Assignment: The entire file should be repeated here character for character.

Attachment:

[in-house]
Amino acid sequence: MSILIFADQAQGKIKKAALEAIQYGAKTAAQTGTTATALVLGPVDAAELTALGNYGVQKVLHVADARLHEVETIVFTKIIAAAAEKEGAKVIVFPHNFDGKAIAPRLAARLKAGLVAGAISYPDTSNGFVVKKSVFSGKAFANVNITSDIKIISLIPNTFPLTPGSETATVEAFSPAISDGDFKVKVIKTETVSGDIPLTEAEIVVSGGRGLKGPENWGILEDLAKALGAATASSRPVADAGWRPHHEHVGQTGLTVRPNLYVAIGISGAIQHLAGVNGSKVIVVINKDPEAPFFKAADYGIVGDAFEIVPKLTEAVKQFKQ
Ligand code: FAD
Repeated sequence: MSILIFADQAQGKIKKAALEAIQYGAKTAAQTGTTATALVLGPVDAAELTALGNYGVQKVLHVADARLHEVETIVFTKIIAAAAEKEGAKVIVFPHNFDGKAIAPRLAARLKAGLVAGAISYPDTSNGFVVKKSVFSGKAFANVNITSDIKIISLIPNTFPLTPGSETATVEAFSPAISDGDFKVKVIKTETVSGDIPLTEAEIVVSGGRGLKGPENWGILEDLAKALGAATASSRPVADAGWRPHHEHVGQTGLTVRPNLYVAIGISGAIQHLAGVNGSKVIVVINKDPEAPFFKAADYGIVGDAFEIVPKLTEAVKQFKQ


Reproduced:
[in-house]
Amino acid sequence: MSILIFADQAQGKIKKAALEAIQYGAKTAAQTGTTATALVLGPVDAAELTALGNYGVQKVLHVADARLHEVETIVFTKIIAAAAEKEGAKVIVFPHNFDGKAIAPRLAARLKAGLVAGAISYPDTSNGFVVKKSVFSGKAFANVNITSDIKIISLIPNTFPLTPGSETATVEAFSPAISDGDFKVKVIKTETVSGDIPLTEAEIVVSGGRGLKGPENWGILEDLAKALGAATASSRPVADAGWRPHHEHVGQTGLTVRPNLYVAIGISGAIQHLAGVNGSKVIVVINKDPEAPFFKAADYGIVGDAFEIVPKLTEAVKQFKQ
Ligand code: FAD
Repeated sequence: MSILIFADQAQGKIKKAALEAIQYGAKTAAQTGTTATALVLGPVDAAELTALGNYGVQKVLHVADARLHEVETIVFTKIIAAAAEKEGAKVIVFPHNFDGKAIAPRLAARLKAGLVAGAISYPDTSNGFVVKKSVFSGKAFANVNITSDIKIISLIPNTFPLTPGSETATVEAFSPAISDGDFKVKVIKTETVSGDIPLTEAEIVVSGGRGLKGPENWGILEDLAKALGAATASSRPVADAGWRPHHEHVGQTGLTVRPNLYVAIGISGAIQHLAGVNGSKVIVVINKDPEAPFFKAADYGIVGDAFEIVPKLTEAVKQFKQ